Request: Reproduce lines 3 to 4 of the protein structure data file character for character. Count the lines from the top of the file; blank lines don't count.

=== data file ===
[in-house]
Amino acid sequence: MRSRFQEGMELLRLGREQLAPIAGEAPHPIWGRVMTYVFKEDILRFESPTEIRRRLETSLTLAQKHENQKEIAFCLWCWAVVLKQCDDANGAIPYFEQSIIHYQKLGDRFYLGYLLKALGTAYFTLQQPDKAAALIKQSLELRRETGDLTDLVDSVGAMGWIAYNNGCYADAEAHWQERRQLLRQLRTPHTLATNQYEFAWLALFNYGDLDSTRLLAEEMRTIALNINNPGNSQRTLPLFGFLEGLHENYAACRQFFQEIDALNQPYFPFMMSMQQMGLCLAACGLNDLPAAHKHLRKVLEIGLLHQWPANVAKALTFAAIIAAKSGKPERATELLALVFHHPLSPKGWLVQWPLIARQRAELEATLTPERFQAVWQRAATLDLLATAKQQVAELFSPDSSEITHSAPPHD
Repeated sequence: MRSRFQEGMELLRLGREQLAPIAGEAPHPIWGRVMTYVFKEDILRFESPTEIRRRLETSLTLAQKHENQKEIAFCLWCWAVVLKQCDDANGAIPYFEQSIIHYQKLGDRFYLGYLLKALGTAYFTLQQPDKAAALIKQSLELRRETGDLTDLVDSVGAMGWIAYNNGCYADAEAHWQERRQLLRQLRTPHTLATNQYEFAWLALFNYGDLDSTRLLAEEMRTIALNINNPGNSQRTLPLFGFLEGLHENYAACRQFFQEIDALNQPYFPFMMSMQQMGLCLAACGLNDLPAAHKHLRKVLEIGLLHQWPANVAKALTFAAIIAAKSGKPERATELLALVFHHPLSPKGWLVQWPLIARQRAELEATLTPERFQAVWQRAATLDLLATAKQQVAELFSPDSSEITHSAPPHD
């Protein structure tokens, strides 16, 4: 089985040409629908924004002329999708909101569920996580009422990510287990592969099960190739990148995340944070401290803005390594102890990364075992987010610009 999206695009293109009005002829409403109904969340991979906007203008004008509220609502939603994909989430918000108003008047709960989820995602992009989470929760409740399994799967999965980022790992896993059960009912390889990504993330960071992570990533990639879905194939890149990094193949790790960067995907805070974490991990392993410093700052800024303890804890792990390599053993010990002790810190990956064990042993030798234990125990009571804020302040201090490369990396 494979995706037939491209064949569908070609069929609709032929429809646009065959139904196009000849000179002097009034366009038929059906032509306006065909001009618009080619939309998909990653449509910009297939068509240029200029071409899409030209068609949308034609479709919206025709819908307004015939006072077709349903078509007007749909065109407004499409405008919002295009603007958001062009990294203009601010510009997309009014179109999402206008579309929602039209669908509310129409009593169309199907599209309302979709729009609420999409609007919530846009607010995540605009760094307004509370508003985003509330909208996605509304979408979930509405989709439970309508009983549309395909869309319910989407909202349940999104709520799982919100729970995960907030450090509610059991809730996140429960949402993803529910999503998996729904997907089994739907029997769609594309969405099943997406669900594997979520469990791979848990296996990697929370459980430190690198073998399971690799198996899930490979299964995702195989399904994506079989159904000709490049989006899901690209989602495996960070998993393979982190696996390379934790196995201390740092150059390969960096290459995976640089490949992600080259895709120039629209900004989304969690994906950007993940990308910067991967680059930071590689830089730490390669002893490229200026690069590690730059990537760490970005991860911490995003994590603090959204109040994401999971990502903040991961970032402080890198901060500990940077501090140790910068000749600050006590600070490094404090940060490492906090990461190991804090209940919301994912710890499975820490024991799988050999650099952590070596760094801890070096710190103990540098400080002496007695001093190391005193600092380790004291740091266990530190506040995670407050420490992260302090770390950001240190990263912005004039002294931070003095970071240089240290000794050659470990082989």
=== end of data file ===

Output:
Repeated sequence: MRSRFQEGMELLRLGREQLAPIAGEAPHPIWGRVMTYVFKEDILRFESPTEIRRRLETSLTLAQKHENQKEIAFCLWCWAVVLKQCDDANGAIPYFEQSIIHYQKLGDRFYLGYLLKALGTAYFTLQQPDKAAALIKQSLELRRETGDLTDLVDSVGAMGWIAYNNGCYADAEAHWQERRQLLRQLRTPHTLATNQYEFAWLALFNYGDLDSTRLLAEEMRTIALNINNPGNSQRTLPLFGFLEGLHENYAACRQFFQEIDALNQPYFPFMMSMQQMGLCLAACGLNDLPAAHKHLRKVLEIGLLHQWPANVAKALTFAAIIAAKSGKPERATELLALVFHHPLSPKGWLVQWPLIARQRAELEATLTPERFQAVWQRAATLDLLATAKQQVAELFSPDSSEITHSAPPHD
């Protein structure tokens, strides 16, 4: 089985040409629908924004002329999708909101569920996580009422990510287990592969099960190739990148995340944070401290803005390594102890990364075992987010610009 999206695009293109009005002829409403109904969340991979906007203008004008509220609502939603994909989430918000108003008047709960989820995602992009989470929760409740399994799967999965980022790992896993059960009912390889990504993330960071992570990533990639879905194939890149990094193949790790960067995907805070974490991990392993410093700052800024303890804890792990390599053993010990002790810190990956064990042993030798234990125990009571804020302040201090490369990396 494979995706037939491209064949569908070609069929609709032929429809646009065959139904196009000849000179002097009034366009038929059906032509306006065909001009618009080619939309998909990653449509910009297939068509240029200029071409899409030209068609949308034609479709919206025709819908307004015939006072077709349903078509007007749909065109407004499409405008919002295009603007958001062009990294203009601010510009997309009014179109999402206008579309929602039209669908509310129409009593169309199907599209309302979709729009609420999409609007919530846009607010995540605009760094307004509370508003985003509330909208996605509304979408979930509405989709439970309508009983549309395909869309319910989407909202349940999104709520799982919100729970995960907030450090509610059991809730996140429960949402993803529910999503998996729904997907089994739907029997769609594309969405099943997406669900594997979520469990791979848990296996990697929370459980430190690198073998399971690799198996899930490979299964995702195989399904994506079989159904000709490049989006899901690209989602495996960070998993393979982190696996390379934790196995201390740092150059390969960096290459995976640089490949992600080259895709120039629209900004989304969690994906950007993940990308910067991967680059930071590689830089730490390669002893490229200026690069590690730059990537760490970005991860911490995003994590603090959204109040994401999971990502903040991961970032402080890198901060500990940077501090140790910068000749600050006590600070490094404090940060490492906090990461190991804090209940919301994912710890499975820490024991799988050999650099952590070596760094801890070096710190103990540098400080002496007695001093190391005193600092380790004291740091266990530190506040995670407050420490992260302090770390950001240190990263912005004039002294931070003095970071240089240290000794050659470990082989």